Salty Urbanism: A Sea Level Rise Adaptation Design Framework for South Florida, led by Assistant Professor Huber, has won a 2018 National AIA Institute Honor Award for Regional and Urban Design. This is the highest national honor bestowed by the architectural profession and celebrates the best in contemporary architecture, urban design, and planning. This is the first national design award for the FAU School of Architecture. Awarded a NOAA Florida Sea Grant Salty Urbanism is an urban design framework utilizing Fort Lauderdale as case study for testing future sea level rise adaptation strategies. Tactics and techniques outlined in the strategies are implemented step-wise and successively across the various fronts in the urbanized area. In this way the project establishes meaningful conversations among stakeholders to envision and realize a prosperous way forward for the region when addressing future livability concerns, while adapting to sea level rise and climate disruptions.
Associate Professor Vladimir Kulić is co-curator of the MoMA exhibit Toward a Concrete Utopia: Architecture in Yugoslavia, 1948–1980, which opens July 15, 208. For the complete announcement, click below:
Architecture students from D6 and D5 studios, led by Professors Hardy, Sandell, and Liebermann, took what, in recent years, has become an annual trip to Savannah, Georgia, January 19-21. Almost immediately upon arrival, students hustled over to the Savannah College of Art and Design Museum, where they had the privilege of a personalized tour and lecture from its architect, Christian Sottile. The busy weekend schedule included Saturday and Sunday walking tours through the historic downtown led by Professor Hardy, who provided insight into the city’s ward structure and important buildings. Students also visited three sites along the famous riverfront to conduct site analysis for upcoming D6 projects. The trip culminated on Sunday with a visit to the Jepson Center for the Arts, designed by Moshe Safdie. Then and during some late-night pub crawling, students experienced first-hand what it’s like to live in a walkable city.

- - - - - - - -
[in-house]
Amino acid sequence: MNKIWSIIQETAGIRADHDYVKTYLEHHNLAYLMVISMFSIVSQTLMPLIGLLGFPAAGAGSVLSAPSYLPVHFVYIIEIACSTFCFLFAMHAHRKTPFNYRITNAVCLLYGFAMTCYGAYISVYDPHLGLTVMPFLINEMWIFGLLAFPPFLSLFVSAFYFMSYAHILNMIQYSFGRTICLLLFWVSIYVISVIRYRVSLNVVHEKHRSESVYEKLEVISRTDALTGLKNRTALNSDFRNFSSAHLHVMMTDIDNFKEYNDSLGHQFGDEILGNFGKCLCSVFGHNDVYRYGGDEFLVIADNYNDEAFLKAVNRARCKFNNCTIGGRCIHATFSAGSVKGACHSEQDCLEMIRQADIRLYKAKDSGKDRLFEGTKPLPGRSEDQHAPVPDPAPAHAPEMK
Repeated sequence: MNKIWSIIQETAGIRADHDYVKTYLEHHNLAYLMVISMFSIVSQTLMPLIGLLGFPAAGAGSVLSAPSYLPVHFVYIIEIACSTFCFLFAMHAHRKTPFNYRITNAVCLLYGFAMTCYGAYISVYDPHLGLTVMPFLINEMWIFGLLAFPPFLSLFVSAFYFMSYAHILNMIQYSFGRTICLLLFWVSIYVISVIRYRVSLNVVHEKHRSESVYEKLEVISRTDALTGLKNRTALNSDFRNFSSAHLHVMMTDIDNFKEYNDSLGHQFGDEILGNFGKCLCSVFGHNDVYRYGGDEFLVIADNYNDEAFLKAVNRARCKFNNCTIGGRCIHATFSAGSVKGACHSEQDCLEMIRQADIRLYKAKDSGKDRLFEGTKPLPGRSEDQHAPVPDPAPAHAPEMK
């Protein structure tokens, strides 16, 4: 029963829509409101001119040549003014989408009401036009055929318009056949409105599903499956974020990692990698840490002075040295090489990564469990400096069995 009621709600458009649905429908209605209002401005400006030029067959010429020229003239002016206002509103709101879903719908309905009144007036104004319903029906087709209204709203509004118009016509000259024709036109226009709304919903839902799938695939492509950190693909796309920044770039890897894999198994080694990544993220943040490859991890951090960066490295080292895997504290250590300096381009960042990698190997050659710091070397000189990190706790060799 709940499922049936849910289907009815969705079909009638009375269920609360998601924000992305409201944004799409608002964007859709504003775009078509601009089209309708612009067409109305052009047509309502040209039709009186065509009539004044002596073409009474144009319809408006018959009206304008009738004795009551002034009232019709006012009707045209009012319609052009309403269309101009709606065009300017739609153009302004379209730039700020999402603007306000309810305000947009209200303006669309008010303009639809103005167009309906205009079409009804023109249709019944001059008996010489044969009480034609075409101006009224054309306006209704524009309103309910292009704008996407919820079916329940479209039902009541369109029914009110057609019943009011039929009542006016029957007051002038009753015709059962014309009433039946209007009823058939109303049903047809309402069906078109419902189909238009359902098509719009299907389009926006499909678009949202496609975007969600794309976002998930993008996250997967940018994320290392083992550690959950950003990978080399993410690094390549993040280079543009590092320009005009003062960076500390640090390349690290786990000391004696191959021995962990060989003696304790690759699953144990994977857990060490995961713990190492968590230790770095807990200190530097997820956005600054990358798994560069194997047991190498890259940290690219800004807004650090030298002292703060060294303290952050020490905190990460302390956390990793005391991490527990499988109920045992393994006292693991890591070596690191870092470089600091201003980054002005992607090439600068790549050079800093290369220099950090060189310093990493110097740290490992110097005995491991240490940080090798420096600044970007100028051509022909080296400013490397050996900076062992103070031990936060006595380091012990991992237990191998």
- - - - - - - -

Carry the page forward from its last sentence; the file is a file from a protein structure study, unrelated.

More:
The American Institute of Architects Students at FAU, together with the University Galleries in Boca Raton, proudly present the 2017 Fall Semester architecture student work. The unprecedented 120-foot exhibit in the University Galleries of the Dorothy F Schmidt College of Arts and Letters is on display until Thanksgiving week.
Exhibiting student work has profound pedagogical value because it informs and inspires the architecture student community and broadcasts its talents to the public. FAU Architecture graduate Jonathan Villaman, from the Emerging Professionals of the AIA, Palm Beach, joined the students in reviewing the exhibit, part of an effort of bridging academic and professional realms.
Twenty-five fifth-year students traveled with Professors Jeffrey Huber and Andrew Hayes to Los Angeles to research mixed-use housing and transit-oriented development as part of their Advanced Architectural Design 1 coursework. Students spent five days studying various projects and visiting the architecture offices of Koning Eizenberg, Lorcan O’Herlihy Architects, and Morphosis Architects. They also visited the Southern California Institute of Architecture (Sci-Arc) and the University of Southern California School of Architecture. This research provides the foundation for their design studio projects, which focus on creating transit-oriented development concepts for downtown Fort Lauderdale.